The address of the person who sent the message.
The date when the message was posted.
The newsgroup(s) in which the message belongs.
What the message is about.
A unique identifier.
The path the message took to reach the current system.

Optional headers

Mailed replies to the author should be sent to the name given here.
The entity responsible for submitting the message to the network.
Follow-up messages are to be posted to the newsgroup or newsgroups listed here.
A suggested expiration date for the message.
The Message-ID s of any messages prompting the submission of this message.
If a message contains a Control: line, the message is a control message.
Used to alter the distribution scope of the message.
The organisation to which the sender belongs, or to which the machine belongs.
A few well-selected keywords identifying the message.
A brief summary of the message.
Required for any message posted to a moderated newsgroup.
A count of the number of lines in the body of the message.
The name of the host and a list of pairs of newsgroup names and message numbers from the spool directory.

“How do I post the same message to more than one newsgroup?”

Posting the same article to separate groups is called crossposting. Enter on the Newsgroups: line the names of all the groups to which you want to post. Separate the names by commas:

Newsgroups: misc.test,alt.test

If your newsreader has a non-conforming user interface, you may need to refer to its documentation.

Before you crosspost, you must make sure that your article is appropriate for all the groups to which you plan to post it. Even if the article is on topic, some servers may drop it because they are configured to throw away crossposted articles. In addition, if one or more of the groups to which you are crossposting is a moderated group, your article will not appear in any group until a moderator has approved it.

Do not confuse crossposting with multiposting, which means posting separate copies of an article to different groups. Multiposting wastes resources and is almost never acceptable.

‘I try to read or post, but I receive the message Permission denied or You have no permission to talk. Goodbye.’

Most news servers are not open to the public, just to users from specific hosts (such as those on the local network or of the same ISP) and/or to users who have an account on the server. To prevent spam, the server may also allow certain classes of users to read news but not to post.

The organisation that provides you with Internet connectivity may also give you access to a news server. If it does, that may be the best means for you to access Netnews.

There are also public news servers that you can try. However, your access privileges on such servers may be highly restricted. If a server appears to have been left ‘open’ accidentally, I advise against using it.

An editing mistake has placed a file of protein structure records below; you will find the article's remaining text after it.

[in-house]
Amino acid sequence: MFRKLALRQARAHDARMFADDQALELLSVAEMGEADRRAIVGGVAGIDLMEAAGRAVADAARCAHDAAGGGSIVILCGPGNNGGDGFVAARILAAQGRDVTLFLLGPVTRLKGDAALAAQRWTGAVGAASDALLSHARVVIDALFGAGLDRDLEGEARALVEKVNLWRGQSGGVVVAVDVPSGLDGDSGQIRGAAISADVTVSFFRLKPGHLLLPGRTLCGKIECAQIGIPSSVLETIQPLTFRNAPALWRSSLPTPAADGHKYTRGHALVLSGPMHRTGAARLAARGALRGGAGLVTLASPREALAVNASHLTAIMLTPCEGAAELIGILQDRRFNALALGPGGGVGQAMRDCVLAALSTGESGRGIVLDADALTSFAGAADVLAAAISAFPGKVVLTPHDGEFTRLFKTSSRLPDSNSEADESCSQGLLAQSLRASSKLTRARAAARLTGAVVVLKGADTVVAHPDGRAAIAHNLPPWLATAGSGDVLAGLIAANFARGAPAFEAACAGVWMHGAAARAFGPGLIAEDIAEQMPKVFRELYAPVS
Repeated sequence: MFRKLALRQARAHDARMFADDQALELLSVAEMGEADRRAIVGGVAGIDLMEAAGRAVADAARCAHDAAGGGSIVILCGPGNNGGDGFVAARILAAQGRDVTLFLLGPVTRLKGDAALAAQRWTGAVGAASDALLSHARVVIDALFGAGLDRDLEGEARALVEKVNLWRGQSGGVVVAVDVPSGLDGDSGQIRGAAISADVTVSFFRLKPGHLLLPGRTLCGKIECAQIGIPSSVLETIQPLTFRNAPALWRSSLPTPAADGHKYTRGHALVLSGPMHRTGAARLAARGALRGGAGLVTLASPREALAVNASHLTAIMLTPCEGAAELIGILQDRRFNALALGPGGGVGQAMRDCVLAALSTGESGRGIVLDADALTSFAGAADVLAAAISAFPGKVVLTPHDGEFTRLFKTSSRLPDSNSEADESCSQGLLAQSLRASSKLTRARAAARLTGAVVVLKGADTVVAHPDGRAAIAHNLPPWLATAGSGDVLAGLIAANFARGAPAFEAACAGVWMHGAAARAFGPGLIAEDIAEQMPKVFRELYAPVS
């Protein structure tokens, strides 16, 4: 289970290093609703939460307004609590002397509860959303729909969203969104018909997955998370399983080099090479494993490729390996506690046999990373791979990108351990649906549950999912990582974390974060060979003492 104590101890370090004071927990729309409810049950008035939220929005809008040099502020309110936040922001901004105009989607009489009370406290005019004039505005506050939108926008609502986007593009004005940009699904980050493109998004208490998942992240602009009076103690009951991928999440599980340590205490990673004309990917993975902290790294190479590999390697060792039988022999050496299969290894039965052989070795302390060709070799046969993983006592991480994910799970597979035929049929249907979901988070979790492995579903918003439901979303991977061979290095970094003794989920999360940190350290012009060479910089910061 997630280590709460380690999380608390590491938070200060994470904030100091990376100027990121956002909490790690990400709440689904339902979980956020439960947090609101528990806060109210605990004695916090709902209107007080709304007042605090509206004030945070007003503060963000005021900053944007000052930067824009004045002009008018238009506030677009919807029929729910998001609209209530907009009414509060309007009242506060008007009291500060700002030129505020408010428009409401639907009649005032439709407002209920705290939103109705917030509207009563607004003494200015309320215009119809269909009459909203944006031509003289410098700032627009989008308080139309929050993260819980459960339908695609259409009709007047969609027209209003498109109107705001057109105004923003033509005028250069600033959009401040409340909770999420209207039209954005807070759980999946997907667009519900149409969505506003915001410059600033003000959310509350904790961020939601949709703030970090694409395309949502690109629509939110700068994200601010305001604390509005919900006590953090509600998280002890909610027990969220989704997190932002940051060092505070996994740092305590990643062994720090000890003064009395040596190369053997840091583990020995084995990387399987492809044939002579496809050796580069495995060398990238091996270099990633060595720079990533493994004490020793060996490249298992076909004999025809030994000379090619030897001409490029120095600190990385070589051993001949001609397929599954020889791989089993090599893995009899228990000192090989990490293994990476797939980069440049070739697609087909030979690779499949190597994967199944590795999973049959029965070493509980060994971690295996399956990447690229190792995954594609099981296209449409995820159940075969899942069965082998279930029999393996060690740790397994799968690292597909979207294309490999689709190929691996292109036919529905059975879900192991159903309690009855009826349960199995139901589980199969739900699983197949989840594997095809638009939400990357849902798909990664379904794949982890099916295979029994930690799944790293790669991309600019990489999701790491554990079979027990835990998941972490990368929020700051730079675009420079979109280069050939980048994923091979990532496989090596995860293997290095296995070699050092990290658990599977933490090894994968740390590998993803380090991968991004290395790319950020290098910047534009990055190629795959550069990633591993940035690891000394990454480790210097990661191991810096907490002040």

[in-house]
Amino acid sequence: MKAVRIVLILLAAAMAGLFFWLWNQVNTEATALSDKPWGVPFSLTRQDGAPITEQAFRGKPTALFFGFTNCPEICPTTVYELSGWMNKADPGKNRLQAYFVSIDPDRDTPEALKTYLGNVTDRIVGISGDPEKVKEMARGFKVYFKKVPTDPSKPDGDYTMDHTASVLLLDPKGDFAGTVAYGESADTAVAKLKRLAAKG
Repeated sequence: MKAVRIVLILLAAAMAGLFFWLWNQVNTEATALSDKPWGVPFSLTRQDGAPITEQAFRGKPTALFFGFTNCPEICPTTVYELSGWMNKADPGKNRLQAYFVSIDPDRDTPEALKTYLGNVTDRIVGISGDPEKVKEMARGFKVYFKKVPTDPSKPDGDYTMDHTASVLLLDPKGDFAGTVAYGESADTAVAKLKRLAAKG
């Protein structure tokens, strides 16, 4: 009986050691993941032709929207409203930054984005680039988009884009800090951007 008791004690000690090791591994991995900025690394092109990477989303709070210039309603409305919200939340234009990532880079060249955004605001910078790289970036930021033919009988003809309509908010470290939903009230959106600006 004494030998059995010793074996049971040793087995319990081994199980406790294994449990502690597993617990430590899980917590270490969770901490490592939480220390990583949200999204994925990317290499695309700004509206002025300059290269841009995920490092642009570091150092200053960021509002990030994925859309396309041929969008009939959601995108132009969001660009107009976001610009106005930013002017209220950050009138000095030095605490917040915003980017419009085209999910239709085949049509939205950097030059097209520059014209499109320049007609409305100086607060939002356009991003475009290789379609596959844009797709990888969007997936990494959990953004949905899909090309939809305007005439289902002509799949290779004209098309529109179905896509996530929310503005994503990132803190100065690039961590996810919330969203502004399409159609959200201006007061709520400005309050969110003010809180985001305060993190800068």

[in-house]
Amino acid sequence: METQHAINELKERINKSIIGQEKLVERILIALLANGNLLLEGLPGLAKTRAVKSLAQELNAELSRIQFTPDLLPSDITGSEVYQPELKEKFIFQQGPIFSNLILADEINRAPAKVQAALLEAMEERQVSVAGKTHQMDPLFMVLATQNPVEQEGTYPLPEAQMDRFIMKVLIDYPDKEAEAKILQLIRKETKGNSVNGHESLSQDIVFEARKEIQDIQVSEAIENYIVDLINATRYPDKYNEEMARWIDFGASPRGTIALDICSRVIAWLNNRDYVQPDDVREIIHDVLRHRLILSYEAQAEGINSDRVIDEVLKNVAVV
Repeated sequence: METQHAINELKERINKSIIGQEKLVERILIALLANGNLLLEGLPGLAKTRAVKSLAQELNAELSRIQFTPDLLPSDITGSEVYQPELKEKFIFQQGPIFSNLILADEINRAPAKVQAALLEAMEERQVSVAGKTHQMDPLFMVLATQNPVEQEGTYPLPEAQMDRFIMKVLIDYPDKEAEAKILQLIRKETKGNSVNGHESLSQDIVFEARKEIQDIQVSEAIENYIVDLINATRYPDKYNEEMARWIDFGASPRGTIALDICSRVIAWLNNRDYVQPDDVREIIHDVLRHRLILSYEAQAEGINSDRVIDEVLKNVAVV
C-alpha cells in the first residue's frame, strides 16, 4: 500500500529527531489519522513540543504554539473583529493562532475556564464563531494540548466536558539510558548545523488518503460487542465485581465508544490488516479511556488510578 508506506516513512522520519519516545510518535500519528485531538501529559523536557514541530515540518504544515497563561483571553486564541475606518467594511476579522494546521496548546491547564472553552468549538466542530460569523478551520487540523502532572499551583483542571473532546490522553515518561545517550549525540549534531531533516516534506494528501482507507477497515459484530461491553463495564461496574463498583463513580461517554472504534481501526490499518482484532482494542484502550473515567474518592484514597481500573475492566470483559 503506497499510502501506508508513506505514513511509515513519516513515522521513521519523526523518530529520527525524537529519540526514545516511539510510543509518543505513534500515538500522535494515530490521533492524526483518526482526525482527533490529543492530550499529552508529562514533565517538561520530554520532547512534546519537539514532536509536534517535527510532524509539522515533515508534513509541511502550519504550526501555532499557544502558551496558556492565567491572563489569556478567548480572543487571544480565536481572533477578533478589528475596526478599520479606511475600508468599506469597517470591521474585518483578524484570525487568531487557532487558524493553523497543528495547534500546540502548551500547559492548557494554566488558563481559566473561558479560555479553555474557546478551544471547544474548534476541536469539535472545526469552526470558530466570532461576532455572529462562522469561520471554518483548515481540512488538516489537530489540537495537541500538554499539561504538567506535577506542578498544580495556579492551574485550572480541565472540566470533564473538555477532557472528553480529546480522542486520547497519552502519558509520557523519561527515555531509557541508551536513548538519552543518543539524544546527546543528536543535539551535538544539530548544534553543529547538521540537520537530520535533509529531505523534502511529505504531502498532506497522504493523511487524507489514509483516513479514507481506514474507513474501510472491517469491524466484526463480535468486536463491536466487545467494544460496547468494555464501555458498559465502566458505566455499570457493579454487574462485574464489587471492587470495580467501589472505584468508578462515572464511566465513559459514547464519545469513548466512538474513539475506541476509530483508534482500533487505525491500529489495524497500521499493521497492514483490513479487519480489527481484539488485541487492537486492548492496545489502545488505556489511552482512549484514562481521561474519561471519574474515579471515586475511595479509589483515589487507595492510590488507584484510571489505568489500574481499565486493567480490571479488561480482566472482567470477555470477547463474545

‘I would like a complete list of newsgroups.’

There really is no such thing; every news server has its own file of ‘active’ groups.

  • Not all news administrators want to carry all groups, and of those who try, not all will receive all newgroup messages.
  • Different news administrators may also have different criteria for creating and deleting groups, even if they carry the same hierarchies.
  • Some hierarchies that are intended to remain private are nevertheless leaked.
  • There are other reasons as well.

Because of the above, the appropriate active file for you (as a client) to use is the one your newsreader downloads from your news server. However, you can also download reasonable starting-point active and newsgroup (description) files from the Internet Software Consortium.

7 April 2017

Finding a place to test your posting skills

This article is based on material authored by members of the news.newusers.questions Moderation Board and nnq-workers mailing list.

Test articles should not be posted to news.newusers.questions. There are better places for e.g. checking out a new newsreader or news server.

What to do before testing

  • Check your name and email address (From: and, optionally, Reply-To:) to make sure that you have no errors in them. Use your email address, not your street address.
  • Send an email message to yourself.
  • When you receive the message you sent, try to reply to it (by hitting the Reply button). Carefully check the From: and Reply-To: addresses.

Make sure that your From: address doesn’t look like "you@example.com"@example.com. If it does look like that, you will need to fix it. Try typing you instead of you@example.com in the address field in your newsreader’s settings.

How to find test groups

Two major newsgroups are available for testing whether your posts are getting through, whether your .sig file is attached, and so forth. They are misc.test and alt.test.

You may also have a version of local.test or YourISP.test (replace YourISP with the name of your ISP).

If your browser and newsreader allow it, you can go to the test groups by clicking on the links above.

Why are test groups the best places for test postings?

First, nobody really reads test newsgroups, so you do not have to worry about people all over the world chuckling at your blank messages, scrambled header lines and typos.